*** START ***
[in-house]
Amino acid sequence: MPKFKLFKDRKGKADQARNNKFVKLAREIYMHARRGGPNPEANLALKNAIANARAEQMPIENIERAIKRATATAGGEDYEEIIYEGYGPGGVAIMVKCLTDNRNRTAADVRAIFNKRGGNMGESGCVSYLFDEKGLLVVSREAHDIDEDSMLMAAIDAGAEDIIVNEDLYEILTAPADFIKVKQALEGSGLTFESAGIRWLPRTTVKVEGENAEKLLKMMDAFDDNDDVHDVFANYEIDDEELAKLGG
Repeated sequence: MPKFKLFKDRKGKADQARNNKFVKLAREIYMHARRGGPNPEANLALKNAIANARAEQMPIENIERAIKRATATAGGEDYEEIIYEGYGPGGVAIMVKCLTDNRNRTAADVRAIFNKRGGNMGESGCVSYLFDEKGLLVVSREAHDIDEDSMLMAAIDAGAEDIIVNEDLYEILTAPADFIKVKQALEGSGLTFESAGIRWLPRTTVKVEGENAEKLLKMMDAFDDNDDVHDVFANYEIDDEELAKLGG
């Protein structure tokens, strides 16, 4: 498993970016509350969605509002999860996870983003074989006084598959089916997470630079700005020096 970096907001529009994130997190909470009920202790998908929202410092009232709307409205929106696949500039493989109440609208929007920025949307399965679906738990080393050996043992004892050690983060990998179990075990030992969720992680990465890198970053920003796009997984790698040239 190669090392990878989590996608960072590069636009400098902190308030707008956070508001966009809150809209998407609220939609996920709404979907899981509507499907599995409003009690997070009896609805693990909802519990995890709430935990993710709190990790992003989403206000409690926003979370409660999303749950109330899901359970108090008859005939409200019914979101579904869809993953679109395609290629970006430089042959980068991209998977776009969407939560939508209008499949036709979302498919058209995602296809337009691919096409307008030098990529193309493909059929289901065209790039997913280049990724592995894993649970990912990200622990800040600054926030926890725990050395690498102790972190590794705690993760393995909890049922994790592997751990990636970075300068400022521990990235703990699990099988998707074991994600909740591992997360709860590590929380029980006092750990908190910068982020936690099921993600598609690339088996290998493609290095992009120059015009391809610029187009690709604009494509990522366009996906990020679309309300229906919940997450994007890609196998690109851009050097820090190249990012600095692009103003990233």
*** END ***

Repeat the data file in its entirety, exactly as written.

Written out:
[in-house]
Amino acid sequence: MPKFKLFKDRKGKADQARNNKFVKLAREIYMHARRGGPNPEANLALKNAIANARAEQMPIENIERAIKRATATAGGEDYEEIIYEGYGPGGVAIMVKCLTDNRNRTAADVRAIFNKRGGNMGESGCVSYLFDEKGLLVVSREAHDIDEDSMLMAAIDAGAEDIIVNEDLYEILTAPADFIKVKQALEGSGLTFESAGIRWLPRTTVKVEGENAEKLLKMMDAFDDNDDVHDVFANYEIDDEELAKLGG
Repeated sequence: MPKFKLFKDRKGKADQARNNKFVKLAREIYMHARRGGPNPEANLALKNAIANARAEQMPIENIERAIKRATATAGGEDYEEIIYEGYGPGGVAIMVKCLTDNRNRTAADVRAIFNKRGGNMGESGCVSYLFDEKGLLVVSREAHDIDEDSMLMAAIDAGAEDIIVNEDLYEILTAPADFIKVKQALEGSGLTFESAGIRWLPRTTVKVEGENAEKLLKMMDAFDDNDDVHDVFANYEIDDEELAKLGG
């Protein structure tokens, strides 16, 4: 498993970016509350969605509002999860996870983003074989006084598959089916997470630079700005020096 970096907001529009994130997190909470009920202790998908929202410092009232709307409205929106696949500039493989109440609208929007920025949307399965679906738990080393050996043992004892050690983060990998179990075990030992969720992680990465890198970053920003796009997984790698040239 190669090392990878989590996608960072590069636009400098902190308030707008956070508001966009809150809209998407609220939609996920709404979907899981509507499907599995409003009690997070009896609805693990909802519990995890709430935990993710709190990790992003989403206000409690926003979370409660999303749950109330899901359970108090008859005939409200019914979101579904869809993953679109395609290629970006430089042959980068991209998977776009969407939560939508209008499949036709979302498919058209995602296809337009691919096409307008030098990529193309493909059929289901065209790039997913280049990724592995894993649970990912990200622990800040600054926030926890725990050395690498102790972190590794705690993760393995909890049922994790592997751990990636970075300068400022521990990235703990699990099988998707074991994600909740591992997360709860590590929380029980006092750990908190910068982020936690099921993600598609690339088996290998493609290095992009120059015009391809610029187009690709604009494509990522366009996906990020679309309300229906919940997450994007890609196998690109851009050097820090190249990012600095692009103003990233």